Patients were not premedicated and received a standardized general anaesthetic involving preoxygenation and induction with fentanyl 1.5 μg kg−1 and propofol 2-3 mg kg−1 intravenously (i.v.). Ketorolac 10 mg and ondansetron 8 mg were also given at the time of induction, the latter in an attempt to reduce any influence of postoperative nausea and vomiting on the postoperative pain score. Anaesthesia was maintained using sevoflurane in oxygen and nitrous oxide (ratio 1:2) with the patient breathing spontaneously via a laryngeal mask airway. Standard anaesthetic monitoring was employed. No local anaesthetic agents were used during the procedures.

The patients were prospectively allocated randomly into two groups using Lab View 5.1 and a sealed-envelope method. At the end of the operation, the envelope was opened and patients received either 10 mg of preservative-free morphine in 20 mL of normal saline (i.e. 30 mL intra-articular injection) or 10 mg in 1 mL of morphine intramuscularly into the lateral compartment of the thigh on the same side as the operation was performed. The intramuscular group also received 30 mL normal saline intra-articularly at the end of the procedure. All patients received a small dressing where the intramuscular injection would have been, or was actually, placed. The tourniquet was deflated 5 min after injection in all patients. The anaesthetist involved in taking the blood samples and VAS scores was not aware of which treatment the patients had received.

In the recovery room, i.v. meperidine in aliquots of 10-20 mg was available for escape analgesia until the pain score was <40. Thereafter, pain was treated with paracetamol 1 g 6 hourly as required and ibuprofen 400 mg 8 hourly, the latter being added if analgesia was inadequately controlled by paracetamol. Patients were discharged in accordance with day case discharge protocols. The supplementary analgesic requirement (i.e. number of tablets taken in 24 h) pain score at 24 h; and pain experienced between discharge and 24 h were all recorded at 24 h by researchers visiting patients at home.

Venous blood samples were collected at 1, 2, 4, and 24 h post-injection for analysis of plasma morphine concentration. These samples were collected in plain tubes and taken immediately to the laboratory for analysis. The blood samples were centrifuged at 3000 rpm for 15 min, the plasma separated, and frozen and stored at −4°C for analysis of morphine concentration by solid-phase extraction, high-performance liquid chromatography (HPLC) and electrochemical detection. The limit of sensitivity was 1 ng mL−1. Interassay verification was performed. Human serum and Sorensen's buffer spiked with morphine in three concentrations (10, 100 and 200 ng mL−1) were assayed on the same day as the procedure (n = 6). Within run precision (intra-assay coefficients of variation) for these concentrations in serum samples were calculated and were 8.66%, 8.32% and 10.37%, respectively. Results for Sorensen's buffer were similar. Between day data (interassay) for human serum (400 μL) for three concentrations from high-, middle- and low-control samples (10, 100 and 200 ng mL−1) were obtained by performing the normal method of extraction and running them on the HPLC system on different days. Coefficients of variation were also measured and found to be 13.21%, 9.99% and 5.76%, respectively.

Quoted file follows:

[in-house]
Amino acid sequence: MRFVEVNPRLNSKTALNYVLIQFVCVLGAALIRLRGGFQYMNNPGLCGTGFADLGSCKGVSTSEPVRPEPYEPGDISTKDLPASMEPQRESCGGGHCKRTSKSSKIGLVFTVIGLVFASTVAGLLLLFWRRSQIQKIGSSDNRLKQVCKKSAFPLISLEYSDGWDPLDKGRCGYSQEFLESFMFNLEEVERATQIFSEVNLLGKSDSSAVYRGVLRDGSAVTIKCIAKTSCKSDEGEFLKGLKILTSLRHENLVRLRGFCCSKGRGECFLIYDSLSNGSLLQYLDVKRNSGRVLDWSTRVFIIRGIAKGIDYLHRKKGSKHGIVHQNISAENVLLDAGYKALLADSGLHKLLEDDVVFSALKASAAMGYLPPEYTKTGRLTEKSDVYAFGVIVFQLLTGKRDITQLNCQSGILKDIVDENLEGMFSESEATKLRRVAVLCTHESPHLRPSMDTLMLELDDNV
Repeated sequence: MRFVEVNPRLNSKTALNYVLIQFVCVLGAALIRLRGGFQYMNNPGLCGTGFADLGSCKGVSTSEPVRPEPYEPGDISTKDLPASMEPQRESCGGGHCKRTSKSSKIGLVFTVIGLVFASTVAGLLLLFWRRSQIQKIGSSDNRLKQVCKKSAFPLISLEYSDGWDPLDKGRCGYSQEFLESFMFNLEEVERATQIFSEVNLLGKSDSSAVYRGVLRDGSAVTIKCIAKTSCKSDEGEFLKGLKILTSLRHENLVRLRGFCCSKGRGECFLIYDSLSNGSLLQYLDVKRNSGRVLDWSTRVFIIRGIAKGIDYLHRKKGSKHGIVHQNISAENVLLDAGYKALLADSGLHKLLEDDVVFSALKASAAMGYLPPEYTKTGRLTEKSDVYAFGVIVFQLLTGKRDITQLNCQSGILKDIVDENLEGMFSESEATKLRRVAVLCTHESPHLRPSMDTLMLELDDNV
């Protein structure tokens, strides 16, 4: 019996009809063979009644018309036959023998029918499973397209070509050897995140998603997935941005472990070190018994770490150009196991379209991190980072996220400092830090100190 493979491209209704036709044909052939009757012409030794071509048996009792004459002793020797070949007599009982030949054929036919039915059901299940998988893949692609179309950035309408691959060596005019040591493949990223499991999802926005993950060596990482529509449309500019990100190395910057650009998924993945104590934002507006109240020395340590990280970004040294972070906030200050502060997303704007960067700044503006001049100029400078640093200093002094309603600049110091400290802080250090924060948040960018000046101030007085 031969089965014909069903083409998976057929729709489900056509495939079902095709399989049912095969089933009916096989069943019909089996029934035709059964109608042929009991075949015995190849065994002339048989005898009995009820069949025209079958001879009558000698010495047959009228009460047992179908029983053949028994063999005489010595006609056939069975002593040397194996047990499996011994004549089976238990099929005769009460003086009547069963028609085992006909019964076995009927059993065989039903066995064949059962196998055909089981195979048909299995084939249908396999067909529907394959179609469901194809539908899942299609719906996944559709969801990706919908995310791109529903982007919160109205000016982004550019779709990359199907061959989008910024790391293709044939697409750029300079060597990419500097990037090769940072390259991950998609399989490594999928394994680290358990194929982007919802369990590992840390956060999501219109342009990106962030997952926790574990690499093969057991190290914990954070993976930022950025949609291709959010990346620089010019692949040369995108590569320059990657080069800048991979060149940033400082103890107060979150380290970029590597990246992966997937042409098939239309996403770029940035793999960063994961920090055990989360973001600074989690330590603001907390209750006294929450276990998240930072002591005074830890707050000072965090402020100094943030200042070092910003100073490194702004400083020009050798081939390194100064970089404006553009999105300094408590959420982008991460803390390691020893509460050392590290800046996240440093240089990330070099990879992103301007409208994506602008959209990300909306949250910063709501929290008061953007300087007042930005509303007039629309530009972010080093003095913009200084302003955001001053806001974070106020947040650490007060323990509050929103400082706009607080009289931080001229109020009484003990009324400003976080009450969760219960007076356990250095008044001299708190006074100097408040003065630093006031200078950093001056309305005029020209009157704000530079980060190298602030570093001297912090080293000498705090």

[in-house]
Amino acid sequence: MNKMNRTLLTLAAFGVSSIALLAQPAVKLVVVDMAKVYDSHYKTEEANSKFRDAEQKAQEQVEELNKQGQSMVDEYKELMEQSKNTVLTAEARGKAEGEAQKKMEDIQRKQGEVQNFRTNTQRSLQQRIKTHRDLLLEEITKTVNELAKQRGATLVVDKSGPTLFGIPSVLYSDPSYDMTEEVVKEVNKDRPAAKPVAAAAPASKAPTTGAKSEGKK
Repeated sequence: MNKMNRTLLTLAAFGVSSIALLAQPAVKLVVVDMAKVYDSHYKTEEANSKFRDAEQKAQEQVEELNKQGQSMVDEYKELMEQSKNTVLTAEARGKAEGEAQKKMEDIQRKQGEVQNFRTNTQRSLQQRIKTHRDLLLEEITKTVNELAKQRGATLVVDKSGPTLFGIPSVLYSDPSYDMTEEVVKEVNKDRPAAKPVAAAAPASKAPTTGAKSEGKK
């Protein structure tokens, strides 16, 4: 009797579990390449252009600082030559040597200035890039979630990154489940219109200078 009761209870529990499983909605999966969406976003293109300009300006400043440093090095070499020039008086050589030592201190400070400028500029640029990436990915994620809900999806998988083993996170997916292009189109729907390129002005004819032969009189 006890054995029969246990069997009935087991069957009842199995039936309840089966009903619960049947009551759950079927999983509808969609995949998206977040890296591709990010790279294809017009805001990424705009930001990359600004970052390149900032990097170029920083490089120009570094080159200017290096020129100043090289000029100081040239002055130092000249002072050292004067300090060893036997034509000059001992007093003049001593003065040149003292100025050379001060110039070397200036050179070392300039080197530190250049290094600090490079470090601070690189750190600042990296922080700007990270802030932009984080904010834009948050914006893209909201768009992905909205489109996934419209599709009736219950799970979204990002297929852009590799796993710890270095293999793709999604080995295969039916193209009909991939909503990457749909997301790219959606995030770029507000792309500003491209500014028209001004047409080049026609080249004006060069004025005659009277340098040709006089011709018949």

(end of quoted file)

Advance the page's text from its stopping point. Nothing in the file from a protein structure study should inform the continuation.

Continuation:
Results

Forty patients undergoing day case knee arthroscopy were recruited to the study over a 9-month period. The duration of symptoms in both the groups' patients were chronic and varied from 2 to 30 yr. The symptoms in the intra-articular group were secondary to trauma. In the intramuscular group, it was again largely due to trauma although in three patients the symptoms were secondary to osteoarthritis (Fisher's exact test revealed no significant difference between the groups). One patient was withdrawn from the study due to problems with i.v. access. We were not able to collect the 24-h blood sample in five patients. The patient characteristics data in both groups were similar and are shown in Table 1.

Table 1
Table 1:
Patient characteristics data.

Post discharge data are shown in Table 2. The assessment of pain experienced between discharge (4 h) and 24 h was significantly better in the intra-articular group (n = 20; mean ± SD: 18 ± 20, range: 0-77) than the intramuscular group (n = 19; mean ± SD: 34 ± 20, range: 4-64) (P = 0.027) (Table 2). The number of patients consuming any additional analgesia between discharge and 24 h was significantly different between groups (P = 0.038), with 4 (20%) patients in the intra-articular group and 11 (60%) patients in the intramuscular group consuming supplementary analgesia (Table 2). Four patients in each group required meperidine in the first hour after the procedure.